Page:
What Broker Charges Reveal about Mortgage Credit Risk
Antje Berndt (),
Burton Hollifield () and
Patrik Sandås ()
Additional contact information
Antje Berndt: Australian National University, Postal: GPO Box 1535, Canberra, ACT 2601
Burton Hollifield: Carnegie Mellon University, Postal: 5000 Forbes Avenue, Pittsburgh, PA 15213
Patrik Sandås: SIFR, Postal: Swedish House of Finance, Drottninggatan 98, 111 60 Stockholm
No 336, Working Paper Series from Sveriges Riksbank (Central Bank of Sweden)
Prior to the subprime crisis, mortgage brokers charged higher percentage fees for loans that turned out to be riskier ex post, even when conditioning on other risk characteristics. High conditional fees reveal borrower attributes that are associated with high borrower risk, such as suboptimal shopping behavior, high valuation for the loan or high borrower-specific broker costs. Borrowers who pay high conditional fees are inherently more risky, not just because they pay high fees. We find a stronger association between conditional fees and delinquency risk when lenders have fewer incentives to screen bor- rowers, for purchase rather than refinance loans, and for loans originated by brokers who have less frequent interactions with the lender. Our findings shed light on the pro- posed QRM exemption criteria for risk retention requirements for residential mortgage securitizations.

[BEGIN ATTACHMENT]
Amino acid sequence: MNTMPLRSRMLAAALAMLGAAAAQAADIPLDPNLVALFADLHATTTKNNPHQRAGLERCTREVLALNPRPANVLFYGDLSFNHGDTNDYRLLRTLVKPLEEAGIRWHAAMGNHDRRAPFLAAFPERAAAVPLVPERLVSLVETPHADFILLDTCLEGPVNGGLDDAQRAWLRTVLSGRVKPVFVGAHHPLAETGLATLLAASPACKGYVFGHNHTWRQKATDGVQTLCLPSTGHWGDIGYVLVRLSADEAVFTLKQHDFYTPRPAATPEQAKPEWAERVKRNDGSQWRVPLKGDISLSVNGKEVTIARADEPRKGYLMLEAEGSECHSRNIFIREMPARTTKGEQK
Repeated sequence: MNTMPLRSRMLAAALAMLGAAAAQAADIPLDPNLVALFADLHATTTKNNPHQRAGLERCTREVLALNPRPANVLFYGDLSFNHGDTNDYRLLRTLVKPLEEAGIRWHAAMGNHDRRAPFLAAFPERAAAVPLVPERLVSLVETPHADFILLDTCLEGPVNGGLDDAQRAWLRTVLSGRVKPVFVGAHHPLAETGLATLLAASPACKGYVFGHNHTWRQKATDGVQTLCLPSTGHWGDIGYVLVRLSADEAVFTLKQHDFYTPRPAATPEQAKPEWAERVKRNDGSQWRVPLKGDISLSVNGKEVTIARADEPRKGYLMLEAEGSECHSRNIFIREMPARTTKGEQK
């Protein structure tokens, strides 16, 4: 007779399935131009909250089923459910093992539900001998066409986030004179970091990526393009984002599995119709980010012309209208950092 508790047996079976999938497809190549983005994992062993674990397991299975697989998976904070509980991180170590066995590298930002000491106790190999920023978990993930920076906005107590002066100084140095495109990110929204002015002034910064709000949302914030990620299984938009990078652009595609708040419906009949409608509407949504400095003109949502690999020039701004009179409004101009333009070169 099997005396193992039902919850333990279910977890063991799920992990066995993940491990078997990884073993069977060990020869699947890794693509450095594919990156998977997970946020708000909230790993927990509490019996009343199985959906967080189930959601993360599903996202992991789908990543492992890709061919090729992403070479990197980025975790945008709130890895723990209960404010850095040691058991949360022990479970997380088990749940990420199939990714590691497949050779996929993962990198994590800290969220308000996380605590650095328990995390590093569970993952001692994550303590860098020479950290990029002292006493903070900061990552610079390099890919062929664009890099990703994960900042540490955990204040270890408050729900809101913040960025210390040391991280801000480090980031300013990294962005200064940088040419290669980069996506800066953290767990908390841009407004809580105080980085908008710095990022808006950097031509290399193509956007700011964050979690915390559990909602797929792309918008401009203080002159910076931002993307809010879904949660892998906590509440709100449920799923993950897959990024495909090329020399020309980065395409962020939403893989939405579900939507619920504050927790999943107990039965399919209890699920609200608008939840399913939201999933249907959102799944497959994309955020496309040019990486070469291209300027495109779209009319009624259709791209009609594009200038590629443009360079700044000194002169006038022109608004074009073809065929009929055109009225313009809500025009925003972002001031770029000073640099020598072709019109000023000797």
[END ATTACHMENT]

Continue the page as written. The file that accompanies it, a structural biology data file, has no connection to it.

Keywords: Mortgage brokers; Loan performance; Subprime crisis; Credit risk retention; Qualied residential mortgages (search for similar items in EconPapers)
JEL-codes: G12 G18 G21 G32 (search for similar items in EconPapers)
Pages: 70 pages
New Economics Papers: this item is included in nep-ban, nep-cfn, nep-rmg and nep-ure
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Persistent link: https://EconPapers.repec.org/RePEc:hhs:rbnkwp:0336
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